A very common clinical scenario is the patient who wants to have restorative dentistry done to close black triangles in the esthetic zone. This can be a gratifying but challenging situation. One of the first things to assess is the height of the papilla and how is compares to the adjacent teeth. Do you have papilla symmetry? Or are there varying heights in the esthetic zone? Next is the relative position of the papilla tip to the proposed incisal edge position. Esthetically we like the length of the tooth to be split between the papilla and the contact. If you have this then closing the triangle can be a simple matter of proper prep design and changing the shape of the tooth using the veneer. If you have a short papilla relative to the final tooth length, you will create a long contact when you close the embrasure space, and although most patients find this preferable to the black triangle, it requires creating achievable expectations.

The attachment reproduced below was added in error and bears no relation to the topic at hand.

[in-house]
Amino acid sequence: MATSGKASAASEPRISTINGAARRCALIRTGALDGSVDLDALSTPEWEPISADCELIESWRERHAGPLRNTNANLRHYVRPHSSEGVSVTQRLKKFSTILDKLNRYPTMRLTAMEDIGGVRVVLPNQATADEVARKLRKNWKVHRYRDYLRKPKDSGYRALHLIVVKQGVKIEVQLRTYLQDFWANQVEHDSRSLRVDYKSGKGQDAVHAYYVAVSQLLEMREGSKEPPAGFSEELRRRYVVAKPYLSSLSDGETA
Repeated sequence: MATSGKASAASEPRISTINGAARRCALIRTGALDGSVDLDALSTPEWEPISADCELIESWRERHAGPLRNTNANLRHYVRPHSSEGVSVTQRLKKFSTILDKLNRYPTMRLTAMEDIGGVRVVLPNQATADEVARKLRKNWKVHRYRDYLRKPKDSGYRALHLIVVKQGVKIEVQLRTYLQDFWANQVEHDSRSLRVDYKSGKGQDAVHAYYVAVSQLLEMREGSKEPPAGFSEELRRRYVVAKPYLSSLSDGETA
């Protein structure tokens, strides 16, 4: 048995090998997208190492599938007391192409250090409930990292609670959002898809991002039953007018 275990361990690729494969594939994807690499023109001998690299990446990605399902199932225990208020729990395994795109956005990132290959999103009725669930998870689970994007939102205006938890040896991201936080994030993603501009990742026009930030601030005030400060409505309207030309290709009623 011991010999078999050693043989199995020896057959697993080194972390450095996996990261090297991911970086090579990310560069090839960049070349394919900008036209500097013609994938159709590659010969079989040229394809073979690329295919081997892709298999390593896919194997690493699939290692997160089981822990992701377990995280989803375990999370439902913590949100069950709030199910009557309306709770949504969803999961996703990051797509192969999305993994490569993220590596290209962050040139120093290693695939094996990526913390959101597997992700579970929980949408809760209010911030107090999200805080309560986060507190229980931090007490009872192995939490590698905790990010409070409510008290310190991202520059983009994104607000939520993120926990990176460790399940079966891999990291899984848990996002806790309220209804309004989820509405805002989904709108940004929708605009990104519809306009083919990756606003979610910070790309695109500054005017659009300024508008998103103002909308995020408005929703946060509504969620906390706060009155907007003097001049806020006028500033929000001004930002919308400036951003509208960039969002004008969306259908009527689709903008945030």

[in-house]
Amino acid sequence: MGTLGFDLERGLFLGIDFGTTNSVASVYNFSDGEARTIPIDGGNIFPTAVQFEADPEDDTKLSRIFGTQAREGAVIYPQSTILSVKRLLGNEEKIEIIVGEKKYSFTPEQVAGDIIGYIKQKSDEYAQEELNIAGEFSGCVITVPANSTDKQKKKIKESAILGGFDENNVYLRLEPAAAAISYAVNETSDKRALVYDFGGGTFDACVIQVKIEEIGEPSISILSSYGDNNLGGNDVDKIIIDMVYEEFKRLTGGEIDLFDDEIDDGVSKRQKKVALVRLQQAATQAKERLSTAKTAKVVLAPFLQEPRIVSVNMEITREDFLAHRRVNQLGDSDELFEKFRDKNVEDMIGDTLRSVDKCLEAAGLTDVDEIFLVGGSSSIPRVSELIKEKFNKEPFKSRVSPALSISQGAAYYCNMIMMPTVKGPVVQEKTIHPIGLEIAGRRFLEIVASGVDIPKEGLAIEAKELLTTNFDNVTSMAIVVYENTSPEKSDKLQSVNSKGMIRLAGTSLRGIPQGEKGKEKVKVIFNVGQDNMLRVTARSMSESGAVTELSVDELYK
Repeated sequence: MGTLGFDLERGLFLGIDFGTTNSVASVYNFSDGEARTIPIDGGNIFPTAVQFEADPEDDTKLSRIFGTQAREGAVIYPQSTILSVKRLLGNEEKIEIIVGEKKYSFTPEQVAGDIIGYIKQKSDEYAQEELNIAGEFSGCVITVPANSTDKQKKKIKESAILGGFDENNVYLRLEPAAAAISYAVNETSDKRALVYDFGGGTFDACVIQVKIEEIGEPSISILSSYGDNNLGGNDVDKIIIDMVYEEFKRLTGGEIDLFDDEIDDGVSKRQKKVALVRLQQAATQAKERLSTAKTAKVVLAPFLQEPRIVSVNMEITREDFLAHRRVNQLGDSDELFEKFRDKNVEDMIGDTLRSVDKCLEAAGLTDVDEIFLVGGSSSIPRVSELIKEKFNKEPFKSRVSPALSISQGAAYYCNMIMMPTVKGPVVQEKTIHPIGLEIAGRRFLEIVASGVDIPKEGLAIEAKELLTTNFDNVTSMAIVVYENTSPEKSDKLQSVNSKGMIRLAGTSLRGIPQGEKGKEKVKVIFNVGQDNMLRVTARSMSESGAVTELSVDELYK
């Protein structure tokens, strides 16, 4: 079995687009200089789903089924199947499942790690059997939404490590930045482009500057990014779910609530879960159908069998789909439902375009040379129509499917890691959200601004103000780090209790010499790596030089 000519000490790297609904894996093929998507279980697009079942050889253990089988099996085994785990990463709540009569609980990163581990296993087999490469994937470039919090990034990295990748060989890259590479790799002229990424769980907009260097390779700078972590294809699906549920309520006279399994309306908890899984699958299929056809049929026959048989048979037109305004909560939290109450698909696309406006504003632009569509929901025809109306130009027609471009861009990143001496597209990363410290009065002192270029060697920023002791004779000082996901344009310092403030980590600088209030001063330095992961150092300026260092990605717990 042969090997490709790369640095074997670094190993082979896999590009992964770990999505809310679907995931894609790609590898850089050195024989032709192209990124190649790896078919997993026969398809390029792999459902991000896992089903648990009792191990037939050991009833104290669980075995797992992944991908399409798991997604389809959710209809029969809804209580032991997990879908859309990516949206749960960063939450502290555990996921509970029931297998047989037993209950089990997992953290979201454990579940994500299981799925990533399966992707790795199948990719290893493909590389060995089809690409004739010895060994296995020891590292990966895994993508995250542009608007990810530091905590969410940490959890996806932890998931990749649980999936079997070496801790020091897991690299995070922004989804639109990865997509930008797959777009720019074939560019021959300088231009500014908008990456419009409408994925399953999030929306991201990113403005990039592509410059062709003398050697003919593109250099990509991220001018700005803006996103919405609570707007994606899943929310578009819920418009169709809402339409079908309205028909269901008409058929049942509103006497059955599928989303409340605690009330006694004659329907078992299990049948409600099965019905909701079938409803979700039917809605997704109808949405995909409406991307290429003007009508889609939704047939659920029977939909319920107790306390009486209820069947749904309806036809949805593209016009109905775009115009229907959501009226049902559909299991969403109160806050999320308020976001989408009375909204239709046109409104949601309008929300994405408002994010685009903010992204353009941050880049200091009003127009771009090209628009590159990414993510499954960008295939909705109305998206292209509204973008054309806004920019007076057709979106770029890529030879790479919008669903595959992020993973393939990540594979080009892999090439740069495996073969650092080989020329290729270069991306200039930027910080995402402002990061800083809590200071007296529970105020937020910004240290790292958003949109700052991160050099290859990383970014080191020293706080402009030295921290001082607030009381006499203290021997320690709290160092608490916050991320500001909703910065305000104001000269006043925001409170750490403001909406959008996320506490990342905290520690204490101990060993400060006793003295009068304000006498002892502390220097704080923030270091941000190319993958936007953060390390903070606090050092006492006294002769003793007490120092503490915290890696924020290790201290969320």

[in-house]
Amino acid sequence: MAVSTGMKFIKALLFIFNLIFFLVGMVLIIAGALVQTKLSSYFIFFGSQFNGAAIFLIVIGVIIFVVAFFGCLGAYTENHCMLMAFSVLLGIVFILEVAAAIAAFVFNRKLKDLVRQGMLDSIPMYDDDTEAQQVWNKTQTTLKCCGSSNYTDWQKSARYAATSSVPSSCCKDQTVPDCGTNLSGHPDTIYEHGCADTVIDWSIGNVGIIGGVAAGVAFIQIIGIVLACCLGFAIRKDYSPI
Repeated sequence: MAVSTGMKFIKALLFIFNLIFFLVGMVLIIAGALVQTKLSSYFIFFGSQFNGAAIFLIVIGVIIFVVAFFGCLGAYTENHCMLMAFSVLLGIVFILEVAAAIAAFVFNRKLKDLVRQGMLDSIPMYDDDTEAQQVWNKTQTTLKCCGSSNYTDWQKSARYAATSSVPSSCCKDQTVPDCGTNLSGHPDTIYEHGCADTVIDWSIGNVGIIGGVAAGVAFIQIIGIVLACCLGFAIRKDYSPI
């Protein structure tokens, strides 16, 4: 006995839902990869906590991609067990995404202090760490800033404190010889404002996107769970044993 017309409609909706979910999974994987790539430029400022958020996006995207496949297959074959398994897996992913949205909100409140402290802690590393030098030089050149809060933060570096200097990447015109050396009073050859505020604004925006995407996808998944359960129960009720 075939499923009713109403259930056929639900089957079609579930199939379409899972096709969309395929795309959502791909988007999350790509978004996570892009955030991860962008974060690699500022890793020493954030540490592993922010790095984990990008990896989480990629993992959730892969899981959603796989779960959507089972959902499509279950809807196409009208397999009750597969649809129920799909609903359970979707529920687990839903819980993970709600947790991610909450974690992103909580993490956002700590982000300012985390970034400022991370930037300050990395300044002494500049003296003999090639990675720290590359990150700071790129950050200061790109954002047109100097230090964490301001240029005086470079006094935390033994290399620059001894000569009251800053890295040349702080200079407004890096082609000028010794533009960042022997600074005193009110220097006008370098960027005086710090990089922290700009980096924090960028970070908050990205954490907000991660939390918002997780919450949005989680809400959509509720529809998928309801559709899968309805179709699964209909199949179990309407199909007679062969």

One of the greatest challenges of closing a black triangle, or gingival embrasure with a veneer is avoiding the creating of a ledge interproximally. This is similar to our experience with composite when we try to close a diastema. We need to prepare the tooth and give the ceramist enough room to create a new emergence profile that closes the gingival embrasure form and keeps a smooth contour that maintains proper periodontal health. The preparation must continue through the contact and ideally end at the mesial and distal line angles of the tooth. In addition to give the technician running room to close the space without leaving a ledge the preparation margin must be taken as far subgingivally as you can in the interproximal without violating the biologic attachment. Remember that the gingival margin of the preparation should mimic the ginigval scallop and be higher interproximally then it is on the facial to avoid violating the biologic attachment.